22 November 2021 — Moon of Alabama
Ten days ago I wrote about the potential of war in the Ukraine:
There is fear in Russia that the U.S. is egging the Ukraine into a renewed active conflict with its renegade eastern Donbass region and thereby into a war with Russia.
The Biden administrations war mongering towards Russia may be seen to be free of cost. But it takes only one miscalculation in Kiev or some unforeseen incident in the Black Sea region and the situation could seriously escalate.
Moscow sees a salami slicing tactic at work that would only end with NATO directly confronting it on all its borders:
Moscow’s narrative is that the Western powers are deliberately fueling Ukraine’s revanchist instincts by arming it and encouraging President Volodymyr Zelensky, who is fighting for political survival, to believe that with Western support, a window of opportunity is opening to recapture the lost territories in Donbas and Crimea and thereby redeem his pledge to be his country’s savior.
And second, as Moscow sees it, the rising tensions with Russia have become a convenient alibi to involve NATO directly in Ukraine’s security and make it a template of the West’s containment strategy against Russia.
The level of alarm in Russia continues to be high. The current ticker on the right side of the TASS website includes these headlines:
- 22 Nov, 09:09 – Russian radars track over 50 foreign spy planes and drones near state borders over week
- 22 Nov, 10:32 – Migrants change strategy, attempt to cross into Lithuania in small groups, says Vilnius
- 22 Nov, 10:53 – Minsk does not want standoff fraught with conflict on border with Poland, Lukashenko says
- 22 Nov, 11:36 – Polish authorities use refugees as distraction from domestic problems, Lukashenko says
- 22 Nov, 12:02 – Anti-Semitism, Russophobia running rampant in Ukraine, Baltic states, warns Lavrov
- 22 Nov, 12:49 – Over 100 times in 50 years: Russian lawmaker points to extensive overseas meddling by US
- 22 Nov, 13:19 – Russia alarmed by Germany and France’s refusal to uphold implementation of Minsk accords
- 22 Nov, 13:35 – Belligerent rhetoric shows Kiev’s wish to send Donbass conflict into hot phase — Lavrov
- 22 Nov, 15:01 – Kremlin points to rising tide of Ukraine’s provocations with NATO-supplied weapons
- 22 Nov, 15:10 – Kremlin blasts West’s media crusade to portray Russia as ‘threat’ to Ukrainian settlement
- 22 Nov, 15:47 – Moscow, Minsk cannot but retaliate against Western pressure — Union State secretary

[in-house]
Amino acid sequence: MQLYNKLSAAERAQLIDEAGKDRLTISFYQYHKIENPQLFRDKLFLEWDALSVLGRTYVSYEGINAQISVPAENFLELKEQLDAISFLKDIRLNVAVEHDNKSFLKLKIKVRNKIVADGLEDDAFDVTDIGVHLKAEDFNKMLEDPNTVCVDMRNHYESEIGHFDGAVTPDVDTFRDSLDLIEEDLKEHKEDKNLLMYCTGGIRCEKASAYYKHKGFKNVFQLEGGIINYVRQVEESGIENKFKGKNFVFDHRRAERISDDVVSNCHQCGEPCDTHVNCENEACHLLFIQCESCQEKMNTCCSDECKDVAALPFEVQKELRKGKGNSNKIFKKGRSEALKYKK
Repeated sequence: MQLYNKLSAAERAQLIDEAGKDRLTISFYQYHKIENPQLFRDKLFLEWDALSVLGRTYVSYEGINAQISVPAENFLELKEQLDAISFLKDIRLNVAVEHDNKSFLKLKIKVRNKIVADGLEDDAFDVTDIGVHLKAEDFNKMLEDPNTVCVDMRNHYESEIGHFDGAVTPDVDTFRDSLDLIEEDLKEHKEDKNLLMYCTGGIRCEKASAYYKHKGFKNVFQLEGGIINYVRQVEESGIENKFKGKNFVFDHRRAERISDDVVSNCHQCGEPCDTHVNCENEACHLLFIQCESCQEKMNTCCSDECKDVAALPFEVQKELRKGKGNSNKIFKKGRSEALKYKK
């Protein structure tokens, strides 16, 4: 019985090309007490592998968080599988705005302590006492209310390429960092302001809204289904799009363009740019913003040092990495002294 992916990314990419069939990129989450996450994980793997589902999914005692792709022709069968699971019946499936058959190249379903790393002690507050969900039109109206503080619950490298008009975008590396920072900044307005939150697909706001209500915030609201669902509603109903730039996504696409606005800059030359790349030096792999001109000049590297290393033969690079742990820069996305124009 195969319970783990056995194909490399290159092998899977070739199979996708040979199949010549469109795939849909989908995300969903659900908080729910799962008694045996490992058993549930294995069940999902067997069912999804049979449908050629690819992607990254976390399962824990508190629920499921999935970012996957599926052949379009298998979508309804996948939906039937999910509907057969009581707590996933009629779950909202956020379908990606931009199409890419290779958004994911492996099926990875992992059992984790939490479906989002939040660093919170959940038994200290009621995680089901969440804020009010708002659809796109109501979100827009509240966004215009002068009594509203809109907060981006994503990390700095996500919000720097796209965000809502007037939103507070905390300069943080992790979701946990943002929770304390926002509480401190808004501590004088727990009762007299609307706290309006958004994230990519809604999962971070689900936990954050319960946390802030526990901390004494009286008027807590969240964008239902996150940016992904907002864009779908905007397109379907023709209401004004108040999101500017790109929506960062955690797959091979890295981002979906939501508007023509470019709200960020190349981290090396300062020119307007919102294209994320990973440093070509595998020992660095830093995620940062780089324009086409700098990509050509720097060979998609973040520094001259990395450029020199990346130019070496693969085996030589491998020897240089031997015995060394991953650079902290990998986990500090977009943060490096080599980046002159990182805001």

- 22 Nov, 16:01 – Topic of Ukraine will be touched upon at Putin-Biden meeting — Lavrov
The above are more then half of the links in the ticker column. It is thus extremely conflict heavy, far more than usual.
Russia has stated that it would intervene in the Ukraine should Kiev decided to invade Donbass. It would be the end of the Ukraine Moscow has said. (Russia would likely end up with taking the majority Russian east and south of the Ukraine. The rest would end up as a landlocked agricultural Nazi infested enclave.)
The Kremlin has also multiple times complained about the ever increasing amount of NATO activities near its border. A U.S. study confirms those activities:
There were some 2,900 incidents between NATO and Russian forces between 2013 and 2020. The three-year moving average increased by more than 60 percent over this eight-year timespan.
That increase was to a large part due to Pentagon policy during the Trump years that was not sanctioned by the White House. The Biden administration has recognized that and is trying to rein the Pentagon in:
The White House has asked the Pentagon to provide a rundown of exercises the U.S. military has taken in recent years in Europe to deter Russia, as well as the justification for each mission, as the Biden administration takes stock of military operations in the air, on land and at sea that are designed to check Kremlin power and reassure U.S. allies and partners in Europe.
The purpose of the request, according to a senior Biden administration official, is to give the White House full visibility into U.S. military exercises and other deterrence activities in Europe so new missions can be evaluated and scheduled in the context of past actions.